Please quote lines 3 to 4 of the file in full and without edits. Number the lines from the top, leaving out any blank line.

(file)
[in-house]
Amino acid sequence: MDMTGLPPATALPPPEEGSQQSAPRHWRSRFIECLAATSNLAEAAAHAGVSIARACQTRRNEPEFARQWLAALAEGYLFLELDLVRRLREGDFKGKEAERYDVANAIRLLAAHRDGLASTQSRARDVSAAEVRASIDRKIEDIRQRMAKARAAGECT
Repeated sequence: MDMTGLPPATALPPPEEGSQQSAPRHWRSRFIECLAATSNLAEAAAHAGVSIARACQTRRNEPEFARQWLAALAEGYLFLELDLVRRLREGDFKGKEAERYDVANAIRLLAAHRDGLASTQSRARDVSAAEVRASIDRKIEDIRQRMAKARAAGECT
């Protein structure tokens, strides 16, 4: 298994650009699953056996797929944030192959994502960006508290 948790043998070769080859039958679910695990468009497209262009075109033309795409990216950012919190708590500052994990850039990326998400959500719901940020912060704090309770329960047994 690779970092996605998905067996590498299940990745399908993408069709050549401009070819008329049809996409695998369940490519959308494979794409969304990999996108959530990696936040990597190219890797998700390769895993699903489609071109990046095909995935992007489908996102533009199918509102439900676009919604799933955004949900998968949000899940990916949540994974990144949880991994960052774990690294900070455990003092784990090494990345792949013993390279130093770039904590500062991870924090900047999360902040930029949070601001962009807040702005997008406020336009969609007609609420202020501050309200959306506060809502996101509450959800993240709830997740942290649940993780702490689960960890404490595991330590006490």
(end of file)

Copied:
Repeated sequence: MDMTGLPPATALPPPEEGSQQSAPRHWRSRFIECLAATSNLAEAAAHAGVSIARACQTRRNEPEFARQWLAALAEGYLFLELDLVRRLREGDFKGKEAERYDVANAIRLLAAHRDGLASTQSRARDVSAAEVRASIDRKIEDIRQRMAKARAAGECT
């Protein structure tokens, strides 16, 4: 298994650009699953056996797929944030192959994502960006508290 948790043998070769080859039958679910695990468009497209262009075109033309795409990216950012919190708590500052994990850039990326998400959500719901940020912060704090309770329960047994 690779970092996605998905067996590498299940990745399908993408069709050549401009070819008329049809996409695998369940490519959308494979794409969304990999996108959530990696936040990597190219890797998700390769895993699903489609071109990046095909995935992007489908996102533009199918509102439900676009919604799933955004949900998968949000899940990916949540994974990144949880991994960052774990690294900070455990003092784990090494990345792949013993390279130093770039904590500062991870924090900047999360902040930029949070601001962009807040702005997008406020336009969609007609609420202020501050309200959306506060809502996101509450959800993240709830997740942290649940993780702490689960960890404490595991330590006490």